At the farm whilst they watched the sunset from Bholsa, we were sat in the farmhouse garden eating a hearty supper with the sheep shearers. Beer and food are very welcome after a day of clipping in the heat.

Saturday was spent dodging between the pottery and farmhouse as the final preparations were under way. Changeovers were happening. Washing was being pegged out. Relatives were arriving off the ferry. Burgers were being made, yes it really would be far too simple to buy the ‘ready’ ones, and skewers were threaded. The Bholsa team returned just in time as people started to arrive. The party really was a lovely one. A good gathering of young and old partied in the garden, moving indoors as dusk fell. The weather held. We had singing and dancing and good music, and in true style it ran from 4 ‘til 4, and the Happy Farmer even made his ‘papers’ on Sunday!

Until next time….

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Cockles and Fizz

Yesterday the sea was calling. Island living is at its very best when we have seemingly endless days of sunshine and hot weather. I suggested to the Happy Farmer and his cousin that we head to the beach and try our hand at ‘cockling’. Ever since I was treated to steamed cockles on hot buttered toast last weekend I have been craving shell fish.

On Friday we even popped to the Locindaal Hotel for one of Iain’s amazing seafood platters. Lobster, crab, langoustine and clams are all served with a bucket of chips. It was incredibly tasty.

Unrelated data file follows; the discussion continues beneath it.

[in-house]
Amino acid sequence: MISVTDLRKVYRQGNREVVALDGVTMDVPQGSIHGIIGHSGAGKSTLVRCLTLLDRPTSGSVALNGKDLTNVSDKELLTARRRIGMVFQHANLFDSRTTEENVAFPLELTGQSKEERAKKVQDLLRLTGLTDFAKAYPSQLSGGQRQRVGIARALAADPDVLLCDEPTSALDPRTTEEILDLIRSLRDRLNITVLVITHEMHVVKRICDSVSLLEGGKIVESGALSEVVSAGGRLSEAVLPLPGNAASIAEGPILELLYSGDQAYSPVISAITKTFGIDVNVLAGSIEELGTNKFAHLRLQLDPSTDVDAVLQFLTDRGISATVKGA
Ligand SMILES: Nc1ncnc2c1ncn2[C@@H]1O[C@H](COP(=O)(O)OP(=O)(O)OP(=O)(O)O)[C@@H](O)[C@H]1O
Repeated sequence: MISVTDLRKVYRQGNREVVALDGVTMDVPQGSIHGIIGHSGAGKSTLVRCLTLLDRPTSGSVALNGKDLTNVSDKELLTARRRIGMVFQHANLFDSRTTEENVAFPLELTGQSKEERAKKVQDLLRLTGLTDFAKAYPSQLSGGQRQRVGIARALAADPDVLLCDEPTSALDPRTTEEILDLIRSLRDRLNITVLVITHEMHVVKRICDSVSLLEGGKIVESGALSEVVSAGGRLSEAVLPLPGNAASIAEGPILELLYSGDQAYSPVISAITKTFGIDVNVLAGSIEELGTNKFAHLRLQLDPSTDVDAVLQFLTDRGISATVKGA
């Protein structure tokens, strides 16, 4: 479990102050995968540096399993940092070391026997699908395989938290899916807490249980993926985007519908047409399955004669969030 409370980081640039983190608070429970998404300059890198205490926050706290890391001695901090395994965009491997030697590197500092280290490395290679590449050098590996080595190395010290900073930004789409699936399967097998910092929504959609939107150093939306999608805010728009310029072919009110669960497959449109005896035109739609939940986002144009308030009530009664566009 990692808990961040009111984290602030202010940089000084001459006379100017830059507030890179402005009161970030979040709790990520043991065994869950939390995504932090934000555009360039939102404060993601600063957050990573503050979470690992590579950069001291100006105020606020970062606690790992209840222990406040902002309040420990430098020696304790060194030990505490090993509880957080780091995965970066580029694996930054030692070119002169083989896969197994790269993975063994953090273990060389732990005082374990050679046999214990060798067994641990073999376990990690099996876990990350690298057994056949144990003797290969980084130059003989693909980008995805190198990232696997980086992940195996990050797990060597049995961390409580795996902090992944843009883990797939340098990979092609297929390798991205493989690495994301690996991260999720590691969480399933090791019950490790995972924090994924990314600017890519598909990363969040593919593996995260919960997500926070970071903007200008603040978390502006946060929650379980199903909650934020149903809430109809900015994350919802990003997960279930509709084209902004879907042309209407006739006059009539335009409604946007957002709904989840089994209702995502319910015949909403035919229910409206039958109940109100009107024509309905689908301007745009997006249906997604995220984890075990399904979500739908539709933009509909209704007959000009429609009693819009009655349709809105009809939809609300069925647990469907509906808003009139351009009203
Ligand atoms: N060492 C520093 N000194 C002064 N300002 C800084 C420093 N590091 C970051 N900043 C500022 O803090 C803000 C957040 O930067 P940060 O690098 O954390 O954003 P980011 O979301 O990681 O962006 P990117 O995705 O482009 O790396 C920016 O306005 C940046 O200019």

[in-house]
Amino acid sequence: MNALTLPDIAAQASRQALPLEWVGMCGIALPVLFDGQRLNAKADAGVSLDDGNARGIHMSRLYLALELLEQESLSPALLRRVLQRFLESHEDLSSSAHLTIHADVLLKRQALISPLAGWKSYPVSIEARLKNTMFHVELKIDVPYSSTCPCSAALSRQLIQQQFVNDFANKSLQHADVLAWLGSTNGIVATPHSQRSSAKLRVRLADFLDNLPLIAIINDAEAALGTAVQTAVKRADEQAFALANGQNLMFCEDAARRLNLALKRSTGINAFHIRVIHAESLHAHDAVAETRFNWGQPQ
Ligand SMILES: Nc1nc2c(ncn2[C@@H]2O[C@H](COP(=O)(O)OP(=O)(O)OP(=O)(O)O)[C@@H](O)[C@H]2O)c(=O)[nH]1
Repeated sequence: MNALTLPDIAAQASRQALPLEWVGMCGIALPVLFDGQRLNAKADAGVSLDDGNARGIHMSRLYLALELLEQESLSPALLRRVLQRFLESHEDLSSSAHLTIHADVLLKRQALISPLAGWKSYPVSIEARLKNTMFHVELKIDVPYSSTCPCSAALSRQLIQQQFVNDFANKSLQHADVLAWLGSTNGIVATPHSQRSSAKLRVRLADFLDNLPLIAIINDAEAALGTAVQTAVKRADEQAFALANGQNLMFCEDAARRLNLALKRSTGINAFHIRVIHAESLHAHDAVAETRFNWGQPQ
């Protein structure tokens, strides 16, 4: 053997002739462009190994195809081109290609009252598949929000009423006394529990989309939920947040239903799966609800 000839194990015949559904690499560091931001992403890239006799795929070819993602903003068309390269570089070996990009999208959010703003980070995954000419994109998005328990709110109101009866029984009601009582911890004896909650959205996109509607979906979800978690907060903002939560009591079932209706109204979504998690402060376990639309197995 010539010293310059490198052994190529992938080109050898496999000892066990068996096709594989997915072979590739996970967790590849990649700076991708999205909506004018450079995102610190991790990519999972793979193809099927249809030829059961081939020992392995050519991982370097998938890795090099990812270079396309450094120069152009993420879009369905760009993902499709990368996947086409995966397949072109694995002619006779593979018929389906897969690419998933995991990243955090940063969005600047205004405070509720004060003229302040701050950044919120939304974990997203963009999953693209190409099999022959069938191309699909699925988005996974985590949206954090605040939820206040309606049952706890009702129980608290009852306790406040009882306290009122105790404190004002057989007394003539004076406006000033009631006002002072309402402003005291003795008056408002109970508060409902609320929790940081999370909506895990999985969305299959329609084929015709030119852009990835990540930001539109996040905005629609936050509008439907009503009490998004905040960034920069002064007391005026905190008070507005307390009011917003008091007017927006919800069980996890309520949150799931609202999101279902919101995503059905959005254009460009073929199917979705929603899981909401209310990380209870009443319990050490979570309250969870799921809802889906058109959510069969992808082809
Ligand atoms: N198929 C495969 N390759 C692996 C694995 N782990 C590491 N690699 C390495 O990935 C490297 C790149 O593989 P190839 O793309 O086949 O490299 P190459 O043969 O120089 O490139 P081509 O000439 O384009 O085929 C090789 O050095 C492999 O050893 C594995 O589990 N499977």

On Sunday it was time to head to the beach and have a go at harvesting some of our own shellfish. As we drove towards Killinallan, where the sea flows into Loch Gruinart, I could see there were going to be issues. The tide was in, leaving little sand for the Happy Farmer to start raking for cockles. Not having any experience of cockling I thought our mission was doomed.

We headed down to the shores for a ponder anyway, flicked a few clumps of seaweed back to reveal nothing but the odd sand shrimp and tiny crabs, scuttling sideways for cover. There were plenty of empty cockle shells teasing us, but the shellfish themselves were proving to be highly elusive. Paddling into the water was bliss, the sea was invitingly warm. Undeterred I continued my search for cockles, wading into the soothing waters. I spied one on its side beneath the rippling waves, success, as I lifted it, a small spurt of water squished at me, as the shell clamped firmly shut. It took a good few minutes more, paddling deeper, eyes glued to the sandy depths beneath, until I spied another cockle, and so the search went on, until my pockets were filled, and I could hold no more cockles between my fingers. I found it incredibly addictive and discovered a highly competitive driving force within as without my supreme efforts I think we would have gone home hungry. The Happy Farmer found about five cockles, his cousin quite a few more, but I was the clear winner when it came time to fill the bucket. It was so much fun. With perseverance we managed to find an area where cockles were heading to the surface of the sandy depths to feed. After a few hours the bucket boasted a small harvest. I think I could quite possibly still be paddling in those waves yet had the Happy Farmer not called ‘time’ on the whole proceedings.